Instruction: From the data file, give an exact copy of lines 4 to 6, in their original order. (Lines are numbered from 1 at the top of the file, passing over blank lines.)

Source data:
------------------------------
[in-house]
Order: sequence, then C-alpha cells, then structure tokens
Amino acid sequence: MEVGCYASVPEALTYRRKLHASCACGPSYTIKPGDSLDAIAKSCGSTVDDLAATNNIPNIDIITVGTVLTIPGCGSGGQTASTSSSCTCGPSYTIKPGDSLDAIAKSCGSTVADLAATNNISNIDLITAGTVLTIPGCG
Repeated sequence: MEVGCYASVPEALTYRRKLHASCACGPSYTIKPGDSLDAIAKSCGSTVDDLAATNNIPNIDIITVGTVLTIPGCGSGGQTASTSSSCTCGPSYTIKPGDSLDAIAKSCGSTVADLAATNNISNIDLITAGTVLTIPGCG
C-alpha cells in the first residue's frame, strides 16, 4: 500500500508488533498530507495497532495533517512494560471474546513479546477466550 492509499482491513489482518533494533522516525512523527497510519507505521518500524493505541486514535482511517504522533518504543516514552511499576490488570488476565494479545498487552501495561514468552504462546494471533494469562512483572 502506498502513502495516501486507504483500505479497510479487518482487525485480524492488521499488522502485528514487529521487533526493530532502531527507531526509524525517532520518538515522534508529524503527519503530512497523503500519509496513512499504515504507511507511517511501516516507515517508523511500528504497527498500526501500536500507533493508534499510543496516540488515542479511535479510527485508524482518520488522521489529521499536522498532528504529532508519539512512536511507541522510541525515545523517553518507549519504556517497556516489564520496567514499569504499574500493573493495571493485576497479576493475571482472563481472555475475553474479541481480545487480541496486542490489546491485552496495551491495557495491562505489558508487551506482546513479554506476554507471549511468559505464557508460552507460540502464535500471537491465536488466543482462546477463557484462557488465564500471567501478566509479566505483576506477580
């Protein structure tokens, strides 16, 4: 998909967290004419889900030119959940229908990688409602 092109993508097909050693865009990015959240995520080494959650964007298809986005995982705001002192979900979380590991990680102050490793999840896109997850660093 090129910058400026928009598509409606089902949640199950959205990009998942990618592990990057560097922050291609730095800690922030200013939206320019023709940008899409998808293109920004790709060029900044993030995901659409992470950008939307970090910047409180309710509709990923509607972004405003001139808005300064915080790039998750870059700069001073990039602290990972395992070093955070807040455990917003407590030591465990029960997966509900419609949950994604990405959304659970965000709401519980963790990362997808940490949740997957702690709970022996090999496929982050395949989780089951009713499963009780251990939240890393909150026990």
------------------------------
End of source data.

Repeated sequence: MEVGCYASVPEALTYRRKLHASCACGPSYTIKPGDSLDAIAKSCGSTVDDLAATNNIPNIDIITVGTVLTIPGCGSGGQTASTSSSCTCGPSYTIKPGDSLDAIAKSCGSTVADLAATNNISNIDLITAGTVLTIPGCG
C-alpha cells in the first residue's frame, strides 16, 4: 500500500508488533498530507495497532495533517512494560471474546513479546477466550 492509499482491513489482518533494533522516525512523527497510519507505521518500524493505541486514535482511517504522533518504543516514552511499576490488570488476565494479545498487552501495561514468552504462546494471533494469562512483572 502506498502513502495516501486507504483500505479497510479487518482487525485480524492488521499488522502485528514487529521487533526493530532502531527507531526509524525517532520518538515522534508529524503527519503530512497523503500519509496513512499504515504507511507511517511501516516507515517508523511500528504497527498500526501500536500507533493508534499510543496516540488515542479511535479510527485508524482518520488522521489529521499536522498532528504529532508519539512512536511507541522510541525515545523517553518507549519504556517497556516489564520496567514499569504499574500493573493495571493485576497479576493475571482472563481472555475475553474479541481480545487480541496486542490489546491485552496495551491495557495491562505489558508487551506482546513479554506476554507471549511468559505464557508460552507460540502464535500471537491465536488466543482462546477463557484462557488465564500471567501478566509479566505483576506477580
């Protein structure tokens, strides 16, 4: 998909967290004419889900030119959940229908990688409602 092109993508097909050693865009990015959240995520080494959650964007298809986005995982705001002192979900979380590991990680102050490793999840896109997850660093 090129910058400026928009598509409606089902949640199950959205990009998942990618592990990057560097922050291609730095800690922030200013939206320019023709940008899409998808293109920004790709060029900044993030995901659409992470950008939307970090910047409180309710509709990923509607972004405003001139808005300064915080790039998750870059700069001073990039602290990972395992070093955070807040455990917003407590030591465990029960997966509900419609949950994604990405959304659970965000709401519980963790990362997808940490949740997957702690709970022996090999496929982050395949989780089951009713499963009780251990939240890393909150026990």